By Mary K. Stein, Managing Editor
Reprinted from Eating Disorders Review
September/October 2009 Volume 20, Number 5
©2009 Gürze Books
With healthcare reform the topic of the day, eating disorders organizations across the country are working to increase overall awareness of the seriousness of eating disorders and to improve insurance coverage for treatment. The Academy for Eating Disorders recently published a position paper stressing that eating disorders are serious mental illnesses. The paper states, “anorexia nervosa and bulimia nervosa, along with their variants, are biologically based, serious mental illnesses that warrant the same level and breadth of health care coverage as conditions currently classified in this way, such as schizophrenia, bipolar disease, depression, and obsessive-compulsive disorder” (Int J Eat Disord 2009; 42:97).
The authors of the position paper, including Drs. Kelly L. Klump, Cynthia M. Bulik, Walter H. Kaye, Janet Treasure, and Edward Tyson, stress that, in the U.S., eating disorders should receive health care coverage and research funding equal to that of medical disorders as well as psychiatric conditions categorized as serious forms of mental illness. In other parts of the world, eating disorders should be recognized as serious forms of mental illness that deserve national recognition and funding. Changes in these designations here and around the world “will ensure equal access to treatment and resources for all forms of serious mental illnesses,” according to the authors.
Eating Disorders Coalition and the FREED ACT
An advocacy group has also been hard at work attempting to make treatment of eating disorders a public health priority. In mid-September, the Eating Disorders Coalition (EDC) hosted its second Lobby Day of 2009 in Washington, DC. The EDC (www.eatingdisorderscoalition.org) is made up of professional eating disorders groups and advocacy-based groups, with the goal of advancing recognition of eating disorders at the federal level. The group’s goal is building further momentum around the proposed FREED Act (Federal Response to Eliminate Eating Disorders Act, H.R. 1193). The legislation is the first eating disorders legislation to comprehensively promote research, treatment, education, and prevention programs. The EDC gained six new cosponsors for the FREED Act since their Lobby Day in Washington in April, and now have 18 co-sponsors of the bill.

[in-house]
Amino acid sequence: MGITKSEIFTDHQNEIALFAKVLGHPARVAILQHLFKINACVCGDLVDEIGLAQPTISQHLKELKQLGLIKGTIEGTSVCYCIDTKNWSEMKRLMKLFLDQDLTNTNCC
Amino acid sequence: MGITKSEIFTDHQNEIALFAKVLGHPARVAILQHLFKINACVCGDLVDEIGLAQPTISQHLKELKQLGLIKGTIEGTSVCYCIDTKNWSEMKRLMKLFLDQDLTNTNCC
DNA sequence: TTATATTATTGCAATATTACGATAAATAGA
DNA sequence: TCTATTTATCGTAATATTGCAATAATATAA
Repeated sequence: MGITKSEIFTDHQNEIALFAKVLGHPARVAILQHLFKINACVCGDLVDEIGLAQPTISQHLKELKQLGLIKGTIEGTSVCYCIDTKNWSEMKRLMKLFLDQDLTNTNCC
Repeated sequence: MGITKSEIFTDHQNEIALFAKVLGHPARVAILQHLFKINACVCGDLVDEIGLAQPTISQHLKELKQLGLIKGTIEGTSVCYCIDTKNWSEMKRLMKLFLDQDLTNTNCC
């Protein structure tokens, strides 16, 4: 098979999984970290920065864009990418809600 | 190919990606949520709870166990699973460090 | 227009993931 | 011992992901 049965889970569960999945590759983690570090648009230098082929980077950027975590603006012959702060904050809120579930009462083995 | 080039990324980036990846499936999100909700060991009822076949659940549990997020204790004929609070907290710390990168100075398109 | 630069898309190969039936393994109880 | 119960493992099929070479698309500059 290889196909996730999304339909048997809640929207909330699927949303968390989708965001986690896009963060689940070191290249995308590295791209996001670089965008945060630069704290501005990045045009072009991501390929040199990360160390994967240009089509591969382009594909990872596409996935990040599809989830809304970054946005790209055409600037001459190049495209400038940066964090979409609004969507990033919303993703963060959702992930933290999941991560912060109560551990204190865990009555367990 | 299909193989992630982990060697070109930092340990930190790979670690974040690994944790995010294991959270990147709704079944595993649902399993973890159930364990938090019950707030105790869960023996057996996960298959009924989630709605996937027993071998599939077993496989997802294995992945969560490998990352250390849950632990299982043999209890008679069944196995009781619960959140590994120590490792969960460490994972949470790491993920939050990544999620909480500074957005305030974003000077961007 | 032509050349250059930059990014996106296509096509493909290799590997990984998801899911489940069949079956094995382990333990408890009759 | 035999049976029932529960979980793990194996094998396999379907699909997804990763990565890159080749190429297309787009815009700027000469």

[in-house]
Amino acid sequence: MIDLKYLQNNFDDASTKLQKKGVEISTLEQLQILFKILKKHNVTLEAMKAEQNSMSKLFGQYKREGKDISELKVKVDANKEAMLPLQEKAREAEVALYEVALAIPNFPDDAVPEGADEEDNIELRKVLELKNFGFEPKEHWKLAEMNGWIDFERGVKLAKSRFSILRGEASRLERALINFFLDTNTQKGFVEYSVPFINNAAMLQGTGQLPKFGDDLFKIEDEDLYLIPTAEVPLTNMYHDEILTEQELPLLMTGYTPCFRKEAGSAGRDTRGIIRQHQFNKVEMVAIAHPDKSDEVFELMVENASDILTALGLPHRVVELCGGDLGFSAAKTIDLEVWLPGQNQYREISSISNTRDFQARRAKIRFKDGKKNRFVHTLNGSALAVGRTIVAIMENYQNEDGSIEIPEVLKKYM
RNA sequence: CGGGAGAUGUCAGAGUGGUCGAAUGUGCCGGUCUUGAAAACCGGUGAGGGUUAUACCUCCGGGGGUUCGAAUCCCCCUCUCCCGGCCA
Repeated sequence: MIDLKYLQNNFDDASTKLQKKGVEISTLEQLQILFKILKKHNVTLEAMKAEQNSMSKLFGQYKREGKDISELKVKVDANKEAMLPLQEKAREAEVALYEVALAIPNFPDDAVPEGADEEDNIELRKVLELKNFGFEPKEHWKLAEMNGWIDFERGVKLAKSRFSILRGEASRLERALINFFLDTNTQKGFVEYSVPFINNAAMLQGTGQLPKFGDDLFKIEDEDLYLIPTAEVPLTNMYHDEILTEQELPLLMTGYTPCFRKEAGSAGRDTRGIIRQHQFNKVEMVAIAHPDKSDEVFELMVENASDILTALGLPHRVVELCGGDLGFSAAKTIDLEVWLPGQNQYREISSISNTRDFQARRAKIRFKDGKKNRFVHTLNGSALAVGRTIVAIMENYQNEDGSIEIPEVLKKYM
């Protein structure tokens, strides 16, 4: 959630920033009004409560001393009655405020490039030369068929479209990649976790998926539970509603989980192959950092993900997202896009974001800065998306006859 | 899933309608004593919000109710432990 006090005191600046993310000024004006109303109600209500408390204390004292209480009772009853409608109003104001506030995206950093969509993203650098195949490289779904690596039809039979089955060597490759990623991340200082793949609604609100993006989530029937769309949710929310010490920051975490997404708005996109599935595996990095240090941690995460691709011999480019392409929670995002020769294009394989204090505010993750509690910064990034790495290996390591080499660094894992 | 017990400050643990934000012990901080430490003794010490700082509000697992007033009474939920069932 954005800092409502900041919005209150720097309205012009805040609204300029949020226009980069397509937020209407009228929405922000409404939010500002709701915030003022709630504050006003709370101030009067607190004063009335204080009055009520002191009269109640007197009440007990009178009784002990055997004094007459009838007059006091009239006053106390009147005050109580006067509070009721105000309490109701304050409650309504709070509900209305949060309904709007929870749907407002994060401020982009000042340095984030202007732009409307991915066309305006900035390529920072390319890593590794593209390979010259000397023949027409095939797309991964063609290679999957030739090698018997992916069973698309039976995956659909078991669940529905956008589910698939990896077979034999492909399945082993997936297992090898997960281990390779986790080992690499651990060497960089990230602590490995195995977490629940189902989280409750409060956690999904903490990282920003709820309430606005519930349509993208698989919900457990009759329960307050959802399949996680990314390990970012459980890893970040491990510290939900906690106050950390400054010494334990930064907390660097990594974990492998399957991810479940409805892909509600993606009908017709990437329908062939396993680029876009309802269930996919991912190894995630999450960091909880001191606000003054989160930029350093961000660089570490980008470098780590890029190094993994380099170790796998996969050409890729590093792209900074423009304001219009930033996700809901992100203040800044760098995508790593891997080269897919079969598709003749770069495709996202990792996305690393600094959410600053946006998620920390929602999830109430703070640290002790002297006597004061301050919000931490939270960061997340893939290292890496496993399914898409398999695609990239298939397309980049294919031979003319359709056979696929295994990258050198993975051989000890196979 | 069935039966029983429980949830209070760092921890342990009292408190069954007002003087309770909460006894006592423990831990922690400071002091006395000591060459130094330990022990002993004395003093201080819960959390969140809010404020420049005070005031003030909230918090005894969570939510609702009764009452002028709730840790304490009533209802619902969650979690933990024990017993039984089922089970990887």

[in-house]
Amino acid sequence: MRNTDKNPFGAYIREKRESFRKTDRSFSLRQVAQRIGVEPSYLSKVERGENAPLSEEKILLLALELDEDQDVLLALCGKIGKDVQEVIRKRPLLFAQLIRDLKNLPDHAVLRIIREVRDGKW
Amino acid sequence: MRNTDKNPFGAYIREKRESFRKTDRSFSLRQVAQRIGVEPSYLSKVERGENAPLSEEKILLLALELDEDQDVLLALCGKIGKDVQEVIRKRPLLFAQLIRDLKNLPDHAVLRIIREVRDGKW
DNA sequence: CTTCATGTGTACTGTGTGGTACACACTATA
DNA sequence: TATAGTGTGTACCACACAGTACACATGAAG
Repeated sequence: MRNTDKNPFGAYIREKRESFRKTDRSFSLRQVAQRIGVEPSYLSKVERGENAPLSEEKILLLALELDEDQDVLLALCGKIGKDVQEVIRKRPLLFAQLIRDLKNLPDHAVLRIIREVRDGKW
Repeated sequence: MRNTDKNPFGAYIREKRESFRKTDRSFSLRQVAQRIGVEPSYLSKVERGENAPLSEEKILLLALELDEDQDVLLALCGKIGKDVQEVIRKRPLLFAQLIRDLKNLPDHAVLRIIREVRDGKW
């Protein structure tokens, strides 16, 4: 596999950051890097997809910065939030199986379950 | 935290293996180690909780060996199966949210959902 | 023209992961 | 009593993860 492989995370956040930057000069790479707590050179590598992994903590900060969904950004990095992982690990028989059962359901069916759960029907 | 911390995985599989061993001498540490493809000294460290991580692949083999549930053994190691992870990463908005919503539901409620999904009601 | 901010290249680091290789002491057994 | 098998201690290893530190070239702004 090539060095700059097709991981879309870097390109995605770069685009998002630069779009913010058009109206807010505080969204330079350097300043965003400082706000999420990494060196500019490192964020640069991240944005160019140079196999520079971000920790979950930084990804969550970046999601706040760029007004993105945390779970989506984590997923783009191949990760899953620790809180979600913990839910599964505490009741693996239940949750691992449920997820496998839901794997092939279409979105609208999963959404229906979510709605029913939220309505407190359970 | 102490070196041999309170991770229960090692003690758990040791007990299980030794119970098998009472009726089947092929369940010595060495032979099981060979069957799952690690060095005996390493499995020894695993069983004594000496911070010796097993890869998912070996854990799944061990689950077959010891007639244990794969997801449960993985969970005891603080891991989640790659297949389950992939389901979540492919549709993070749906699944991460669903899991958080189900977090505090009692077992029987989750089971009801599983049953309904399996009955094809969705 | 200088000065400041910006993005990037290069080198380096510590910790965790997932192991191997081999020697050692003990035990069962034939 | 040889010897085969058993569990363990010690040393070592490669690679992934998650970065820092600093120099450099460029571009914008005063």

What the FREED Bill Contains
The FREED bill, introduced on February 24, 2009, and now in subcommittee, amends the Public Health Service Act (PHSA) to require the Director of the National Institutes of Health (NIH) to take certain actions regarding eating disorder research, including:
- implementing a scientifically justified budget for research on eating disorders;
- coordinating and evaluating NIH research activities and programs;
- expanding NIH research on eating disorders;
- establishing a task force on eating disorder research; and
- providing for centers of excellence for research on eating disorders.
The bill requires the Secretary of Health and Human Services, acting through the Director of the Centers for Disease Control and Prevention (CDC):
- to provide for the collection, analysis, and reporting of epidemiological data on eating disorders;
- to establish a Center of Eating Disorders Epidemiology, to collect and analyze information on eating disorders; and
- to establish a CDC clearinghouse for the collection and storage of data generated under the Act.
The bill also sets forth provisions providing for education and training on eating disorders, including requirements for:
- developing and implementing a training program for health professionals on eating disorders;
- establishing the Task Force on Eating Disorders Prevention in Educational Institutions to develop and provide training on eating disorders identification and prevention for students, faculty, coaches, and staff in schools; and
- conducting public service announcements.
It amends the PHSA, the Employee Retirement Income Security Act of 1974 (ERISA), and the Internal Revenue Code, to require that a group health plan that provides medical and surgical benefits must also provide coverage for eating disorders. This would apply to coverage offered in the individual insurance market and under the Federal Employees Health Benefit Program. (Note: Some elements of ERISA have unintended consequences; for example, one provision in ERISA blocks lawsuits against many insurance companies, and has been used by some to avoid paying for eating disorders treatment.)
Bill Stresses the Seriousness of Eating Disorders
In a letter to Congressman Kennedy in May, the organization explained the overall importance of the act. They wrote, “The FREED Act is necessary for many reasons, but perhaps most importantly because thousands of Americans die each year as a result of an eating disorder. Eating disorders carry with them serious and often lethal health consequences, including cardiac arrhythmia, loss of brain mass, osteoporosis, diabetes, infertility, asthma, bowel paralysis, depression, and heart failure. In fact, anorexia nervosa has the highest death rate of all mental disorders.
The good news is that with early detection and adequate and appropriate treatment, eating disorders can be overcome. As with other mental illnesses, we know that eating disorders need not be hopeless, chronic, or deadly diseases–early diagnosis and treatment bring greater chances for survival and complete recovery. With the passing of the FREED Act more people have a chance of being diagnosed early and treated appropriately. The FREED Act offers hope to millions of Americans.”